Plywood Thickness

Discussion in 'Materials' started by ed040353, May 8, 2020.

  1. ed040353
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    ed040353 Junior Member

    Hello all...
    I'm thinking of building a 13 foot Culler Butternut double-paddle canoe in glued-lapstrake using Okoume plywood. At 13 feet long, should I be using 4 mm plywood (I already have some), or would I be better off using 6 mm (I may need to refinance the house to buy it)?
    I read somewhere that the rule of thumb is to use 1 mm thickness for every 4 feet of boat length. I'm not sure this is accurate, but if it is, then 4 mm is what I can use.
    The boat will be used exclusively on lakes, ponds and slow rivers. No rough waters. I'm too old for that stuff now.
    4 mm seems quite thin, but Okume is pretty tough stuff. 6 mm would certainly be stronger, but heavier.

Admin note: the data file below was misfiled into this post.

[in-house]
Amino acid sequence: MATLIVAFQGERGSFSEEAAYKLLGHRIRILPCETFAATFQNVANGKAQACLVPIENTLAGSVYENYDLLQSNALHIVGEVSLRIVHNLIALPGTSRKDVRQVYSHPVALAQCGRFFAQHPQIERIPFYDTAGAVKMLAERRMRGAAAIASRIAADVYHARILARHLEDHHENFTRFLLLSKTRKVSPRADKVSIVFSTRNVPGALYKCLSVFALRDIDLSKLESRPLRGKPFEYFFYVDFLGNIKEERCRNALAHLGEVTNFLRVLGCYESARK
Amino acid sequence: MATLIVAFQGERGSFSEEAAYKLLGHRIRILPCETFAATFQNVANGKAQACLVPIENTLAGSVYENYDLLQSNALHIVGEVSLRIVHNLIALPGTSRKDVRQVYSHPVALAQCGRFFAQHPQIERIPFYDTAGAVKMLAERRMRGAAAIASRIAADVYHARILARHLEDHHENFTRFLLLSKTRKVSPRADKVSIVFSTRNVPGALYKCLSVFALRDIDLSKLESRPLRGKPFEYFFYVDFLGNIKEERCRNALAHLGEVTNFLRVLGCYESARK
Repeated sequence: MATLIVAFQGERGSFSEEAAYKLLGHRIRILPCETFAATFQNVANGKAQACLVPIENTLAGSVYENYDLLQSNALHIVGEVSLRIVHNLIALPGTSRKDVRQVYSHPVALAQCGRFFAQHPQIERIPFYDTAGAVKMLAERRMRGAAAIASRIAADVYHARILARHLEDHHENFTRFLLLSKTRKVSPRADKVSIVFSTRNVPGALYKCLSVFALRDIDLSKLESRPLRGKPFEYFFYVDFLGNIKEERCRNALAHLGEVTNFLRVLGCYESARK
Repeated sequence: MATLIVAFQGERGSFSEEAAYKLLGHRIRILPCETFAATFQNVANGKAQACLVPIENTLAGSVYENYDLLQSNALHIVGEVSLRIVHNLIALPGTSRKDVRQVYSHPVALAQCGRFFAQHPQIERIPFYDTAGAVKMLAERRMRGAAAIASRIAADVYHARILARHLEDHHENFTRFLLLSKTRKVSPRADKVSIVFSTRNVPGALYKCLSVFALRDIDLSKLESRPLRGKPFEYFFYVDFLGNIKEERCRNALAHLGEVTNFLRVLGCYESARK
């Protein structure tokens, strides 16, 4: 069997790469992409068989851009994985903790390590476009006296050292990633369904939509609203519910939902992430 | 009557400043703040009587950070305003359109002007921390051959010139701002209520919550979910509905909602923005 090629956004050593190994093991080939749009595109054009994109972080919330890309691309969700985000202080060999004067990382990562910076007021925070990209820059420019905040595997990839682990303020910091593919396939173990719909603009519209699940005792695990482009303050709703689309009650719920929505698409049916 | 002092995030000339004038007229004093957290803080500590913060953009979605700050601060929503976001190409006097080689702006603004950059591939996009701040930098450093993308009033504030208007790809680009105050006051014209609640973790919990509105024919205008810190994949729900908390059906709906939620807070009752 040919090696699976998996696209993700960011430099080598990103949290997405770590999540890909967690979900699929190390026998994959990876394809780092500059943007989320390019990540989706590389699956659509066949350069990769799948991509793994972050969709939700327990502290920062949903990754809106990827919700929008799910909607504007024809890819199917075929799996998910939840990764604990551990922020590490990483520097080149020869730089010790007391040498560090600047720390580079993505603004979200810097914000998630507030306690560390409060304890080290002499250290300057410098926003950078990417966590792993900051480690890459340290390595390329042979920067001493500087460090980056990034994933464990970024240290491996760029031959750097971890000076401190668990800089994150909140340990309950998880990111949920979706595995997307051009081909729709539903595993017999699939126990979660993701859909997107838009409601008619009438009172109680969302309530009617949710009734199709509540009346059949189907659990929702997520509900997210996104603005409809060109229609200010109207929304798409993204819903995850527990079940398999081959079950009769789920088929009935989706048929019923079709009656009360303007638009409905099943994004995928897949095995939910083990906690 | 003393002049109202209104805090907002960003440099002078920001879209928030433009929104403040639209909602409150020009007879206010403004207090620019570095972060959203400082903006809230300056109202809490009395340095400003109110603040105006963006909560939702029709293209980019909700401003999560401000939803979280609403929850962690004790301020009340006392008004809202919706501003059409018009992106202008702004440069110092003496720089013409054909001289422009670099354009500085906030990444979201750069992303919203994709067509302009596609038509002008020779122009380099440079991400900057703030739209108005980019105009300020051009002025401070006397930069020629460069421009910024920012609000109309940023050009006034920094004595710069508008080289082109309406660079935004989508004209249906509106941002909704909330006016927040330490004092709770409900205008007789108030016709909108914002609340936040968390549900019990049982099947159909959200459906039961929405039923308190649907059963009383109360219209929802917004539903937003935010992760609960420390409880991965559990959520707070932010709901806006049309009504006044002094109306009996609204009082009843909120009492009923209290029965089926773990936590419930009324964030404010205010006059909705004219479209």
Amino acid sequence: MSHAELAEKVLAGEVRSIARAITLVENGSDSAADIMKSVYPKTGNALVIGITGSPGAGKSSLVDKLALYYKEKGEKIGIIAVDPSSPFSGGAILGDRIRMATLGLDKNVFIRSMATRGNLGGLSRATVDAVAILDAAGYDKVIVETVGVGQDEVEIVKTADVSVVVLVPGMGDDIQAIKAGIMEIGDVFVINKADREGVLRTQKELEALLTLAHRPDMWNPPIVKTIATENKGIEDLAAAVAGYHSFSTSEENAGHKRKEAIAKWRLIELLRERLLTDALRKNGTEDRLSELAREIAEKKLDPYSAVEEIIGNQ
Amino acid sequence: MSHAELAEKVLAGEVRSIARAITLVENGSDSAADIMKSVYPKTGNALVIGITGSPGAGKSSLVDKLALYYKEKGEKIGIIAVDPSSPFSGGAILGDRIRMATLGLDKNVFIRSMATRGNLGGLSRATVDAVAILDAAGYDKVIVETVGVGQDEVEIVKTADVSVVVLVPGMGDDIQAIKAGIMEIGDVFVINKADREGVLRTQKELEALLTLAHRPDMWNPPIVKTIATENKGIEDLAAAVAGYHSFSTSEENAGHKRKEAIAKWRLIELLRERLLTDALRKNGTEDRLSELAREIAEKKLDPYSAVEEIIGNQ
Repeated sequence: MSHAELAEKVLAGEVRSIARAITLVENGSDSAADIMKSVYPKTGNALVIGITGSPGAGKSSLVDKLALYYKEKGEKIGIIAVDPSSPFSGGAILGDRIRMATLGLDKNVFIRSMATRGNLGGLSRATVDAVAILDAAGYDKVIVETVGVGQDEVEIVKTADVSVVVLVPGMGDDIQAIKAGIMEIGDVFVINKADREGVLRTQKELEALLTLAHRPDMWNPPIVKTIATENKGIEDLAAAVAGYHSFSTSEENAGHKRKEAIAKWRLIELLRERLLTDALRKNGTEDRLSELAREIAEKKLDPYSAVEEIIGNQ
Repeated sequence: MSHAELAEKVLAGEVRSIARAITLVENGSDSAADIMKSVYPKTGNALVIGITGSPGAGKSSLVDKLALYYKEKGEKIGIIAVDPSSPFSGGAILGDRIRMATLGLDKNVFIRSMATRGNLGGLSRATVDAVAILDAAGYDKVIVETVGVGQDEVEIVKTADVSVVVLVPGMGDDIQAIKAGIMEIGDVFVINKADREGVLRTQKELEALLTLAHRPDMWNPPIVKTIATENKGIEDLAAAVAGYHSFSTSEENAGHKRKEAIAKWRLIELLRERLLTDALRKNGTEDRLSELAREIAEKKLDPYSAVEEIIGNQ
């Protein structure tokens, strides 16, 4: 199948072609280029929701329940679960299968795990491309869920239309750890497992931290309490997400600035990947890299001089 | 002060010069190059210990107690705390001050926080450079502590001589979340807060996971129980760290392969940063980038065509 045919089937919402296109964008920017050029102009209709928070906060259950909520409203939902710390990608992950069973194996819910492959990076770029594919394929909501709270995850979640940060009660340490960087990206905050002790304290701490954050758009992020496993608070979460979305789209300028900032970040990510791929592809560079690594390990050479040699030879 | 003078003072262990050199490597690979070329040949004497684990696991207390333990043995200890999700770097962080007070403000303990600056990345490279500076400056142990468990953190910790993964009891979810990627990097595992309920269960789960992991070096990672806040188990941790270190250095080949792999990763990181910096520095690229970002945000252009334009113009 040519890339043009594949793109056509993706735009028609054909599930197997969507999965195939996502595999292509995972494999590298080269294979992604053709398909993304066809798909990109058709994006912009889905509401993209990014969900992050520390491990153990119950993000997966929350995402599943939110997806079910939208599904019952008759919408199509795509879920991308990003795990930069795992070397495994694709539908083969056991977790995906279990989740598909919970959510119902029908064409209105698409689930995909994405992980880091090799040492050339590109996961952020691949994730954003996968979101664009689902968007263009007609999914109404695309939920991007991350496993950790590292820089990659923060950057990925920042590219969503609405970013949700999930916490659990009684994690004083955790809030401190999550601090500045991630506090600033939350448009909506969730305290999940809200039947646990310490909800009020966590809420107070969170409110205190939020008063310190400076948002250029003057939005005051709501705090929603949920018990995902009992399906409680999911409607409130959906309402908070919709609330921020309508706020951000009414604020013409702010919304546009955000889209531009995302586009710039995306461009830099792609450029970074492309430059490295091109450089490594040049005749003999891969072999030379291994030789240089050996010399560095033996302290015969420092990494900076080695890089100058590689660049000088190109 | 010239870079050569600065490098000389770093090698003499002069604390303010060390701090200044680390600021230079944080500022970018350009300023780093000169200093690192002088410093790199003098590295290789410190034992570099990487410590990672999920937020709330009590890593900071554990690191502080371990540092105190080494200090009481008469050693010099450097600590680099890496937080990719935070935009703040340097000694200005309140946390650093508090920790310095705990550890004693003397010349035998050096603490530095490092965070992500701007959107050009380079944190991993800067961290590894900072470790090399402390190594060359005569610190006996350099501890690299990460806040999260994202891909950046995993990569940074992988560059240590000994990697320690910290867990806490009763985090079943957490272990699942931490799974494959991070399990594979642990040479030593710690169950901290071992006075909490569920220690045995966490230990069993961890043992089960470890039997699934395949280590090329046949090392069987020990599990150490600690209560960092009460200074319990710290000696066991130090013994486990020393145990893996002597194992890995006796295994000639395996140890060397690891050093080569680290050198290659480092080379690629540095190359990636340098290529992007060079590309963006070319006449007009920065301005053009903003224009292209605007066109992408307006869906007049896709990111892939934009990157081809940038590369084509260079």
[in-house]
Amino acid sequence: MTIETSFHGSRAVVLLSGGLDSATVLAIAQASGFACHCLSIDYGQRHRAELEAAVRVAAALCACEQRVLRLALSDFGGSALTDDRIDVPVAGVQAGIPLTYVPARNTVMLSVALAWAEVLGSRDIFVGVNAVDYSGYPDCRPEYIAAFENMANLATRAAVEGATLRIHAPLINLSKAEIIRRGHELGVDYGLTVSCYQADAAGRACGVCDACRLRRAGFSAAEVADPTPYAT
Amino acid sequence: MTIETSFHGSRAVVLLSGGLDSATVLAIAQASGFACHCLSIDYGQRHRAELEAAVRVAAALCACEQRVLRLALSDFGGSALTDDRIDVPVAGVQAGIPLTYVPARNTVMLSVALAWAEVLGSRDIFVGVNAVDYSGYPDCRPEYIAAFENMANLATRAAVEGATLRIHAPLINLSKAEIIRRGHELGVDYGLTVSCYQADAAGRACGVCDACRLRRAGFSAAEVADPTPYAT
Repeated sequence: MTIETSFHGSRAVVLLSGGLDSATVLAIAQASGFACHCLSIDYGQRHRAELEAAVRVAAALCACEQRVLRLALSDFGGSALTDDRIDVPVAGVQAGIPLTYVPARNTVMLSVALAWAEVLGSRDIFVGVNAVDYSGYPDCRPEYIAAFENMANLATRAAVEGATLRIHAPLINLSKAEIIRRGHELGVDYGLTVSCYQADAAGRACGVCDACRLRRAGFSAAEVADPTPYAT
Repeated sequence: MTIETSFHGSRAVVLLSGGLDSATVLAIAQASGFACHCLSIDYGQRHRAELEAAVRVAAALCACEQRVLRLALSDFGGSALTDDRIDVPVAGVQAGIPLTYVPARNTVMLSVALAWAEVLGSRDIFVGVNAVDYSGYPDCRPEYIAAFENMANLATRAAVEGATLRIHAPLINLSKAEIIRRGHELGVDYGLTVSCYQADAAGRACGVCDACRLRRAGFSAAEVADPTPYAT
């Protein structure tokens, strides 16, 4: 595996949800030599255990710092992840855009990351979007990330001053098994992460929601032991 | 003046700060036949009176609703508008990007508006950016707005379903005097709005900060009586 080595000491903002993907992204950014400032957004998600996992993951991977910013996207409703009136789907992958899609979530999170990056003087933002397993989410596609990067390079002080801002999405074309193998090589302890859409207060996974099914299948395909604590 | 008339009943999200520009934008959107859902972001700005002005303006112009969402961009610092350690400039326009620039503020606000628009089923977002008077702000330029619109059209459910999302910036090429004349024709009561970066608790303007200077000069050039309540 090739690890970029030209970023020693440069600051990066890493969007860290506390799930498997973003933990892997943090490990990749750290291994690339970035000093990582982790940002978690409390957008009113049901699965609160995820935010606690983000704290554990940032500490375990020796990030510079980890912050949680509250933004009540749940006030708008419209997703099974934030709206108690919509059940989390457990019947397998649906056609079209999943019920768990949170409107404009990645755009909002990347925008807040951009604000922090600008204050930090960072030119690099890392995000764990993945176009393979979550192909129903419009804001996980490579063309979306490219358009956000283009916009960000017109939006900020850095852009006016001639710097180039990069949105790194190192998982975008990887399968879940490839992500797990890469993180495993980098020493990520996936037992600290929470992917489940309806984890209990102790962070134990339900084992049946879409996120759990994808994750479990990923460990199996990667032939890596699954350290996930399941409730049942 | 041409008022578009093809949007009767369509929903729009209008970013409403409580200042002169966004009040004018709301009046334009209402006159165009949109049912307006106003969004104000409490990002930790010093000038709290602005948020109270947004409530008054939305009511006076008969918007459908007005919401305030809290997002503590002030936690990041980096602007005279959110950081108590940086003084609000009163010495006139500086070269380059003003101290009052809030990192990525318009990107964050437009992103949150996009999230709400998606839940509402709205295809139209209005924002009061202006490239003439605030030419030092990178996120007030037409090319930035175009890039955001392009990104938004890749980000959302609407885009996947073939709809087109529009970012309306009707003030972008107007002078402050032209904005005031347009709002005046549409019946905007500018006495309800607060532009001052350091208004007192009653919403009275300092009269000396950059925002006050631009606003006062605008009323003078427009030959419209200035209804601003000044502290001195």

So, what do you think? 4mm or 6mm? You guys probably know more than me about this.
    Thank you for your time.

    Ed
     
  2. Mr Efficiency
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    Mr Efficiency Senior Member

    What is it, three-ply ?
     
  3. ed040353
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    ed040353 Junior Member

    Yes. 3 ply.
     
  4. bajansailor
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    bajansailor Marine Surveyor

    Have you bought a set of plans like these Ed, or are you designing it yourself?
    BUTTERNUT 13' Canoe | Mystic Seaport Ships Plans https://store.mysticseaport.org/ships-plans/butternut-13-canoe.html

    If you have plans, I guess they don't make any mention of scantlings?
    I just googled a couple of threads on the Wooden Boat Forum about the Butternut, and they suggest that the info on the plans from Mystic is pretty basic.

    In this thread they are suggesting using 3/16" cedar -
    Need Help with Lines & Offsets, Culler's Butternut from "Boats, Oars, and Rowing" http://forum.woodenboat.com/showthread.php?64099-Need-Help-with-Lines-amp-Offsets-Culler-s-Butternut-from-quot-Boats-Oars-and-Rowing-quot
     
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  5. ed040353